Any added feelings of panic or fear related to the international war against terrorism can directly affect how well a student deals with culture shock. If you feel worldwide concerns are adding to your culture shock, seek out family, friends, or program staff/counselors with whom you feel comfortable discussing your concerns. Culture shock can occur when people move to another city or country, such as when retiring abroad. Culture shock can also occur when people go on vacation, travel in retirement or for business, or study abroad for school. In this section, you will learn what culture shock means and how you can overcome its effects. Experiencing new cultures, and obtaining a better understanding of your own culture, can result in some of the most positive, life–altering experiences students have while studying abroad.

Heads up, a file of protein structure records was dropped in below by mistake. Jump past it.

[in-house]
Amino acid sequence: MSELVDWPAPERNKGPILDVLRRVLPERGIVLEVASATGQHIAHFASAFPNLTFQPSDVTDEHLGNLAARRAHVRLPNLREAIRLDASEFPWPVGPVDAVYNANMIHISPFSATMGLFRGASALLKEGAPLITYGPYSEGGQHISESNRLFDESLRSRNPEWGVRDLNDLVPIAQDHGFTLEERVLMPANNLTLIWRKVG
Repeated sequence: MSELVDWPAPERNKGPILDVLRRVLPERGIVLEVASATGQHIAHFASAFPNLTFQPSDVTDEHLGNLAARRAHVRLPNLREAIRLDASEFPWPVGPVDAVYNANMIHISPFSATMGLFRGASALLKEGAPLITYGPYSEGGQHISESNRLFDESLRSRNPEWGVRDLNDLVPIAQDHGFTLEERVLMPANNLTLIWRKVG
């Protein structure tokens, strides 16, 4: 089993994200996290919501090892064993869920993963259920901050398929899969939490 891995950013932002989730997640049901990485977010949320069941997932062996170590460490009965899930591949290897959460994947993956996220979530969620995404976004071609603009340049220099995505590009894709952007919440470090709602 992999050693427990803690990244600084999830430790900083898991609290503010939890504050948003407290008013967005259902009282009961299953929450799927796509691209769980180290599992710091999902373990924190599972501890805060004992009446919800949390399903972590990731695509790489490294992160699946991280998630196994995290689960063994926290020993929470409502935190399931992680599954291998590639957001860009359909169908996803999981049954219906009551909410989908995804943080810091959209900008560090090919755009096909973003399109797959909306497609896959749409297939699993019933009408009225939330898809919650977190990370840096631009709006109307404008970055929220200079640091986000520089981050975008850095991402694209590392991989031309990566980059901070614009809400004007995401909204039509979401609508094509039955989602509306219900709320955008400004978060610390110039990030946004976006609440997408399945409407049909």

These kind of frustrations are likely to solve themselves as you become more knowledgeable and competent in the new culture. It can occur soon after arrival or within a few weeks. Not every student feels the same way, however. Jasminemarie Mack, a Howard University junior psychology major and painting minor from Denver, Colorado, has never felt homesick on campus and was incredibly excited to move out.